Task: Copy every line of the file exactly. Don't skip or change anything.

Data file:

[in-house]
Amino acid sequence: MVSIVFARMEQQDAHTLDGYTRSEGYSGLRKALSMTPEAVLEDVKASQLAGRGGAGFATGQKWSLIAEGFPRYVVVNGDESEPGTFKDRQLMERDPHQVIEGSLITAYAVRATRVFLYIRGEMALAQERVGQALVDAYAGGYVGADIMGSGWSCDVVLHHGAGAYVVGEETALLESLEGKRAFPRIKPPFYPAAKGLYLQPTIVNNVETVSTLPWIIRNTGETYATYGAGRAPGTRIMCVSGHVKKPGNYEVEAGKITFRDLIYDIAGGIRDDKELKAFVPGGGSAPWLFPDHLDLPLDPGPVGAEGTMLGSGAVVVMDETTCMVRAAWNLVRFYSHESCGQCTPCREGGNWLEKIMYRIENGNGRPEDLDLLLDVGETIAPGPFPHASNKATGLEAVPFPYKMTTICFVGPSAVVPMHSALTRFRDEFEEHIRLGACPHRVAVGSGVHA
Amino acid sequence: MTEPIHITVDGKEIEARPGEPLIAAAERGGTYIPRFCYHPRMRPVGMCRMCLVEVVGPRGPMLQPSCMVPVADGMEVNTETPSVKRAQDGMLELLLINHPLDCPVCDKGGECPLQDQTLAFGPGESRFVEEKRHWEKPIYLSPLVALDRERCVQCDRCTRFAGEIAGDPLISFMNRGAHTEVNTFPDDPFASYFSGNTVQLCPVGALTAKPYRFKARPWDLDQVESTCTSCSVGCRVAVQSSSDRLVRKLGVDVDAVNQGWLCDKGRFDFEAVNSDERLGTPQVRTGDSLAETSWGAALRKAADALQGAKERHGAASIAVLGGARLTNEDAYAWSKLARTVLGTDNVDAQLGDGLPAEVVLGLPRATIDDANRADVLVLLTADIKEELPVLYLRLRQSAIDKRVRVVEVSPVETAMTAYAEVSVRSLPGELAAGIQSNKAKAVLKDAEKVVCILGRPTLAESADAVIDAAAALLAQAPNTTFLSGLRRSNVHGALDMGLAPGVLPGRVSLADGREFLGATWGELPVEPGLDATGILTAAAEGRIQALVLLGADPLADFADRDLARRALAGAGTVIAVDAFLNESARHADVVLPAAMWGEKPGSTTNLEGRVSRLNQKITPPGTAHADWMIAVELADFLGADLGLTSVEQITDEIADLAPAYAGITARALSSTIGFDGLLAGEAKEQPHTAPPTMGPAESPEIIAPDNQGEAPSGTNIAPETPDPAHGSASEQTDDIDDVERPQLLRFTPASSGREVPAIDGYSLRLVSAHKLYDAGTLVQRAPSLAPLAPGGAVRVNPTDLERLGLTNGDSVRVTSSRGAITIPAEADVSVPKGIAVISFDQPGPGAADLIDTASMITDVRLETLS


[in-house]
Amino acid sequence: MVSIVFARMEQQDAHTLDGYTRSEGYSGLRKALSMTPEAVLEDVKASQLAGRGGAGFATGQKWSLIAEGFPRYVVVNGDESEPGTFKDRQLMERDPHQVIEGSLITAYAVRATRVFLYIRGEMALAQERVGQALVDAYAGGYVGADIMGSGWSCDVVLHHGAGAYVVGEETALLESLEGKRAFPRIKPPFYPAAKGLYLQPTIVNNVETVSTLPWIIRNTGETYATYGAGRAPGTRIMCVSGHVKKPGNYEVEAGKITFRDLIYDIAGGIRDDKELKAFVPGGGSAPWLFPDHLDLPLDPGPVGAEGTMLGSGAVVVMDETTCMVRAAWNLVRFYSHESCGQCTPCREGGNWLEKIMYRIENGNGRPEDLDLLLDVGETIAPGPFPHASNKATGLEAVPFPYKMTTICFVGPSAVVPMHSALTRFRDEFEEHIRLGACPHRVAVGSGVHA
Amino acid sequence: MTEPIHITVDGKEIEARPGEPLIAAAERGGTYIPRFCYHPRMRPVGMCRMCLVEVVGPRGPMLQPSCMVPVADGMEVNTETPSVKRAQDGMLELLLINHPLDCPVCDKGGECPLQDQTLAFGPGESRFVEEKRHWEKPIYLSPLVALDRERCVQCDRCTRFAGEIAGDPLISFMNRGAHTEVNTFPDDPFASYFSGNTVQLCPVGALTAKPYRFKARPWDLDQVESTCTSCSVGCRVAVQSSSDRLVRKLGVDVDAVNQGWLCDKGRFDFEAVNSDERLGTPQVRTGDSLAETSWGAALRKAADALQGAKERHGAASIAVLGGARLTNEDAYAWSKLARTVLGTDNVDAQLGDGLPAEVVLGLPRATIDDANRADVLVLLTADIKEELPVLYLRLRQSAIDKRVRVVEVSPVETAMTAYAEVSVRSLPGELAAGIQSNKAKAVLKDAEKVVCILGRPTLAESADAVIDAAAALLAQAPNTTFLSGLRRSNVHGALDMGLAPGVLPGRVSLADGREFLGATWGELPVEPGLDATGILTAAAEGRIQALVLLGADPLADFADRDLARRALAGAGTVIAVDAFLNESARHADVVLPAAMWGEKPGSTTNLEGRVSRLNQKITPPGTAHADWMIAVELADFLGADLGLTSVEQITDEIADLAPAYAGITARALSSTIGFDGLLAGEAKEQPHTAPPTMGPAESPEIIAPDNQGEAPSGTNIAPETPDPAHGSASEQTDDIDDVERPQLLRFTPASSGREVPAIDGYSLRLVSAHKLYDAGTLVQRAPSLAPLAPGGAVRVNPTDLERLGLTNGDSVRVTSSRGAITIPAEADVSVPKGIAVISFDQPGPGAADLIDTASMITDVRLETLS